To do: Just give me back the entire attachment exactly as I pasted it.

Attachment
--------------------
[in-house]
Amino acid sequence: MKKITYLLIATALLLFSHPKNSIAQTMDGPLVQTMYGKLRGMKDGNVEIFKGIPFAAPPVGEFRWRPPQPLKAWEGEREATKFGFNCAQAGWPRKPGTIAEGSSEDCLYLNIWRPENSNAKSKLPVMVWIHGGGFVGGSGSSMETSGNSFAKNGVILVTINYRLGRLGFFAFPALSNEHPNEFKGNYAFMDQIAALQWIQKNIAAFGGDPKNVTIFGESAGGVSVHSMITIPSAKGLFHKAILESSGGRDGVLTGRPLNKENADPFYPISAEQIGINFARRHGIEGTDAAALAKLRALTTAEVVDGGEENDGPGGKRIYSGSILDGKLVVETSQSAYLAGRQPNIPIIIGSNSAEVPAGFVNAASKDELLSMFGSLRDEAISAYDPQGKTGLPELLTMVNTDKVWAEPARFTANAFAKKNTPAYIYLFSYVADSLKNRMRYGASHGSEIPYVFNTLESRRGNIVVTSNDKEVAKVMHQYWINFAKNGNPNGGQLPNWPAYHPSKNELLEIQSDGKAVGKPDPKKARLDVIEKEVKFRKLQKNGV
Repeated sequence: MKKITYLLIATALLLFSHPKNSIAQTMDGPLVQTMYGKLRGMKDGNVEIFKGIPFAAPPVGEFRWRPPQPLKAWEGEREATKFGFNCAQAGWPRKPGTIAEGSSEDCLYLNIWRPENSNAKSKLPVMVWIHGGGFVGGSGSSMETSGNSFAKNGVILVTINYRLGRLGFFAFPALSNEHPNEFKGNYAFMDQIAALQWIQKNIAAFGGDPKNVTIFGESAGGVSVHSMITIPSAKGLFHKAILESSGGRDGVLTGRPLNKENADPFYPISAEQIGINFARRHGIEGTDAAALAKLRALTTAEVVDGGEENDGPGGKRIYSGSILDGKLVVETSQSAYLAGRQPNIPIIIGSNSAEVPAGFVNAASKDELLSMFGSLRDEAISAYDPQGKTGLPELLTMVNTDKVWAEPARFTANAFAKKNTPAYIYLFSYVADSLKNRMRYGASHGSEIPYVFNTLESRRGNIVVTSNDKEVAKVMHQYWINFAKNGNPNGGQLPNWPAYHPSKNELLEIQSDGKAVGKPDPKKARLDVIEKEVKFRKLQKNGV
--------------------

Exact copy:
[in-house]
Amino acid sequence: MKKITYLLIATALLLFSHPKNSIAQTMDGPLVQTMYGKLRGMKDGNVEIFKGIPFAAPPVGEFRWRPPQPLKAWEGEREATKFGFNCAQAGWPRKPGTIAEGSSEDCLYLNIWRPENSNAKSKLPVMVWIHGGGFVGGSGSSMETSGNSFAKNGVILVTINYRLGRLGFFAFPALSNEHPNEFKGNYAFMDQIAALQWIQKNIAAFGGDPKNVTIFGESAGGVSVHSMITIPSAKGLFHKAILESSGGRDGVLTGRPLNKENADPFYPISAEQIGINFARRHGIEGTDAAALAKLRALTTAEVVDGGEENDGPGGKRIYSGSILDGKLVVETSQSAYLAGRQPNIPIIIGSNSAEVPAGFVNAASKDELLSMFGSLRDEAISAYDPQGKTGLPELLTMVNTDKVWAEPARFTANAFAKKNTPAYIYLFSYVADSLKNRMRYGASHGSEIPYVFNTLESRRGNIVVTSNDKEVAKVMHQYWINFAKNGNPNGGQLPNWPAYHPSKNELLEIQSDGKAVGKPDPKKARLDVIEKEVKFRKLQKNGV
Repeated sequence: MKKITYLLIATALLLFSHPKNSIAQTMDGPLVQTMYGKLRGMKDGNVEIFKGIPFAAPPVGEFRWRPPQPLKAWEGEREATKFGFNCAQAGWPRKPGTIAEGSSEDCLYLNIWRPENSNAKSKLPVMVWIHGGGFVGGSGSSMETSGNSFAKNGVILVTINYRLGRLGFFAFPALSNEHPNEFKGNYAFMDQIAALQWIQKNIAAFGGDPKNVTIFGESAGGVSVHSMITIPSAKGLFHKAILESSGGRDGVLTGRPLNKENADPFYPISAEQIGINFARRHGIEGTDAAALAKLRALTTAEVVDGGEENDGPGGKRIYSGSILDGKLVVETSQSAYLAGRQPNIPIIIGSNSAEVPAGFVNAASKDELLSMFGSLRDEAISAYDPQGKTGLPELLTMVNTDKVWAEPARFTANAFAKKNTPAYIYLFSYVADSLKNRMRYGASHGSEIPYVFNTLESRRGNIVVTSNDKEVAKVMHQYWINFAKNGNPNGGQLPNWPAYHPSKNELLEIQSDGKAVGKPDPKKARLDVIEKEVKFRKLQKNGV